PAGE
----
Table of Contents – April 2013

Features

Deliverance
Family tragedy prompted young Teddy Roosevelt to answer the call of the wild West and shaped the man who would be president
by H.W. Brands

Supremely Gothic
A phantasmagorical house in Connecticut was once America’s capital of patriotic display
by William L. Hamilton

Lincoln’s Feisty Foil: Thaddeus Stevens
The abolitionist immortalized by Spielberg fought even harder for black rights after Lincoln died
by Peter Carlson

Mind of a Conquistador
Hernando de Soto’s insatiable hunger for glory proved to be his downfall when he set out to conquer La Florida in 1539
by David Ewing Duncan

Grand Theft History
Con artists who pilfer priceless documents and artifacts from public archives and libraries cheat us out of our heritage
by Michael G. Williams

Super Storm
A battle-tested humanitarian chronicles a perilous river quest during the Great Flood of 1884
by Clara Barton

Departments

Letters

Gazette
Archaeologists hit paydirt on eve of Battle of Fredericksburg sesquicentennial; crystals add millions of years to age of Grand Canyon; New Orleans digitizes colonial documents; Marvel unleashes zombie presidents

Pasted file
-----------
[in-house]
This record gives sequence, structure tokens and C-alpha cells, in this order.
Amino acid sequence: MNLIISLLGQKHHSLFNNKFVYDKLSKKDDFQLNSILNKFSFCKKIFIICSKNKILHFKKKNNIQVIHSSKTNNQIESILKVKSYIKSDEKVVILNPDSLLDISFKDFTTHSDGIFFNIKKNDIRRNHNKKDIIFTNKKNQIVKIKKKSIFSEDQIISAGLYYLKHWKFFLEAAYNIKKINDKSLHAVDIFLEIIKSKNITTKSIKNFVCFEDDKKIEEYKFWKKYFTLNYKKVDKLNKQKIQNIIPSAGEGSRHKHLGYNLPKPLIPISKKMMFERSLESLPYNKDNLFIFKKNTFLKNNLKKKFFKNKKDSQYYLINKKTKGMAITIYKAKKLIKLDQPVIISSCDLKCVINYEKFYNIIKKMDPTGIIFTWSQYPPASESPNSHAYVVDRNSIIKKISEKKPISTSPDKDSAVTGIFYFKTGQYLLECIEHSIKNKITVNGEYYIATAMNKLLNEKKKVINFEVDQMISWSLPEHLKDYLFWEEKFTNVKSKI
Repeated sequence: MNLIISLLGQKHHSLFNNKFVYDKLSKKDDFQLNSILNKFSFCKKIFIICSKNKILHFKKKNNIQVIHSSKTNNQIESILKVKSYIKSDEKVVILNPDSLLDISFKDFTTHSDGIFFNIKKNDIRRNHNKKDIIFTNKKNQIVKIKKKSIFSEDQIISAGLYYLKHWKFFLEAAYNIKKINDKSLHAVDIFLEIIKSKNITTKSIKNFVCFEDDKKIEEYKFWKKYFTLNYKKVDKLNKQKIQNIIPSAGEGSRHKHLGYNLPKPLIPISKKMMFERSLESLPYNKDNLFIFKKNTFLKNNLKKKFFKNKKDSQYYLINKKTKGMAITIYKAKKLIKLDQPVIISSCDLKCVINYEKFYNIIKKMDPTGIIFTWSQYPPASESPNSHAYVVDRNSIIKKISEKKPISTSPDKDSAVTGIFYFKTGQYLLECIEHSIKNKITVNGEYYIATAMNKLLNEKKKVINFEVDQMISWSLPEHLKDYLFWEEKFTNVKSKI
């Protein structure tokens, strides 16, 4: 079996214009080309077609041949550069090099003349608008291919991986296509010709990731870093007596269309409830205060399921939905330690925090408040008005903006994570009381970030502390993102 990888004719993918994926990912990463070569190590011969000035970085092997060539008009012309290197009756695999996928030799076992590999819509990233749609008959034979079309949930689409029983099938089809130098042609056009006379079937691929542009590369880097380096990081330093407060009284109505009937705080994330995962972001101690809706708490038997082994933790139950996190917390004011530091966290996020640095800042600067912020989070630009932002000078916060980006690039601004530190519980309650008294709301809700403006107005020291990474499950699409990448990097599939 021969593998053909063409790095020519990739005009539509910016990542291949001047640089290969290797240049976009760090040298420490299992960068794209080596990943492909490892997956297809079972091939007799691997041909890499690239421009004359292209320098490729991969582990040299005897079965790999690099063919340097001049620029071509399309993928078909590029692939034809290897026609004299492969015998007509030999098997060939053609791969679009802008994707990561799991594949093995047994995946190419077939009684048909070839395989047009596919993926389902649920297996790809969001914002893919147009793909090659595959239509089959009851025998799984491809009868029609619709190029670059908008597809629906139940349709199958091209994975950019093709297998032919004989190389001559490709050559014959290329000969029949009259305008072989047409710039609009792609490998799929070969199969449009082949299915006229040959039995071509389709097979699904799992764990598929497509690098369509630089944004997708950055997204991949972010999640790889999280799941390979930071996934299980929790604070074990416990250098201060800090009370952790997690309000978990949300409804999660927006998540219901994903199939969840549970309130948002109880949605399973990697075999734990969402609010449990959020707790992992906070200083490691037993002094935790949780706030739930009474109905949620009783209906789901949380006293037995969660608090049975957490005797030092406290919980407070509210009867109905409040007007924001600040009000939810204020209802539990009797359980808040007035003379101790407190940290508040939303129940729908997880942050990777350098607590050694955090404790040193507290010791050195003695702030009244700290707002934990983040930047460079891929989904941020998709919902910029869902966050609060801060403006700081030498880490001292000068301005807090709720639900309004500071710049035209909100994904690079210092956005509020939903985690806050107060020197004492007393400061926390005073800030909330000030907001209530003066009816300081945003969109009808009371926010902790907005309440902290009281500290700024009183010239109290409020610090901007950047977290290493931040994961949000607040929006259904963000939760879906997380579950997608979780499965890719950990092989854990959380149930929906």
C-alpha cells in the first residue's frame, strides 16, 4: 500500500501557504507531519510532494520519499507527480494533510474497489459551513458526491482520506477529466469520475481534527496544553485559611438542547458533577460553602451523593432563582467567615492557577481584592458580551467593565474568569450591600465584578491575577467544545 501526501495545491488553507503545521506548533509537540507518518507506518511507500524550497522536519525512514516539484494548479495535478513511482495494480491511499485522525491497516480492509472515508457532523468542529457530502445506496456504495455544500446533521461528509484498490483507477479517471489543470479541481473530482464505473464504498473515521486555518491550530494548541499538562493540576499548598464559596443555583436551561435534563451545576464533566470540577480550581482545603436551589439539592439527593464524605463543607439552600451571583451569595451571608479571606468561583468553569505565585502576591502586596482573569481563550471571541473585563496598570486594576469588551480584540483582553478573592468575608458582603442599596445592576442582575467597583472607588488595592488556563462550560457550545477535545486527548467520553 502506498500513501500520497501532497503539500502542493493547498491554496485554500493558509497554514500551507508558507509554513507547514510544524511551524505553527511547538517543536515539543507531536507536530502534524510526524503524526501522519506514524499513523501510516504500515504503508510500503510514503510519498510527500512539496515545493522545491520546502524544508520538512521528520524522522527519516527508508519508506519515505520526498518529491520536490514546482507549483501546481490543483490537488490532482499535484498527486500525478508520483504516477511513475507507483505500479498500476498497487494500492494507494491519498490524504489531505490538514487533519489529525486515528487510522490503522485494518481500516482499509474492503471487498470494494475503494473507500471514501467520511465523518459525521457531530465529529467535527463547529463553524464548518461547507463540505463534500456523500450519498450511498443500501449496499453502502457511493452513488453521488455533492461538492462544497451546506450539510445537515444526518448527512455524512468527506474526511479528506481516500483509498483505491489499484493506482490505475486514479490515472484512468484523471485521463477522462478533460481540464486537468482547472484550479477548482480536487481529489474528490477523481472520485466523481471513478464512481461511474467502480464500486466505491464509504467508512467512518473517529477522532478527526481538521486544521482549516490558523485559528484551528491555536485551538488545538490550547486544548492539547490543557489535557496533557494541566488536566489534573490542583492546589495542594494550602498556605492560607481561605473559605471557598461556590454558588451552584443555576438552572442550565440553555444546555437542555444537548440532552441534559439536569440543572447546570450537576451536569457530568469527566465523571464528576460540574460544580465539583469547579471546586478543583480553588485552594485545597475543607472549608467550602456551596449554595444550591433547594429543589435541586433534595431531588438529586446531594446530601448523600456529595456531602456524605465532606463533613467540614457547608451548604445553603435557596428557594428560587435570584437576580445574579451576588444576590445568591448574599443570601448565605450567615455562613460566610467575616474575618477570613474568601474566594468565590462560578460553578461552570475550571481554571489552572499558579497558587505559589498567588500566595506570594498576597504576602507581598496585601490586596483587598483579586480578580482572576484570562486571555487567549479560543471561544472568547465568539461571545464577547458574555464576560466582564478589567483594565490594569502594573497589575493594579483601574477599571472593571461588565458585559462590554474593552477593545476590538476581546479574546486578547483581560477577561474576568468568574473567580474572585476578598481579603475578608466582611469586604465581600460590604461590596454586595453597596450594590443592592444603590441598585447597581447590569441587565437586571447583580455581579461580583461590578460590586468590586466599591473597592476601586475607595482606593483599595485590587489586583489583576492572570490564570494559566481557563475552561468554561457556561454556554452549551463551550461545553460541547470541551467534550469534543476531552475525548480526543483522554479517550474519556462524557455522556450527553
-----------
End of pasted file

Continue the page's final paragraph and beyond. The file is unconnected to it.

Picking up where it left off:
The Big Picture
America’s busy bees

We’ve Been Here Before
Like David Petraeus, Alexander Hamilton fell for a comely lady

The First
Chain restaurant

Details
The Gross Clinic

Encounter
Hermann Göring (and his lion) preen for Charles Lindbergh

Interview
Economic historian Michael Lind reveals how America can remain a Land of Promise

Letter From American History
Stolen treasures

Reviews
Joseph P. Kennedy is The Patriarch; interstate highways provide a perfect escape route for a Killer on the Road; civil rights–era chronicler Taylor Branch relives The King Years

From America’s Attic
Plutonium-239

 

One Response

  1. Frances Jones

    Do you have information on submissions?
    I have a 16,000 word article about the three men and a ranch family who, working without knowledge of each other, discovered Jean Baptiste Charbonneau’s grave in the 1960s. (Jean Baptiste was the baby born to Sacagawea and Toussaint Charbonneau in 1804 and was part of the Lewis and Clark Expedition.)
    This grave’s discovery undid an accepted myth about Charbonneu’s life and character as well as establishing his burial site as a national monument. Frances

    Reply

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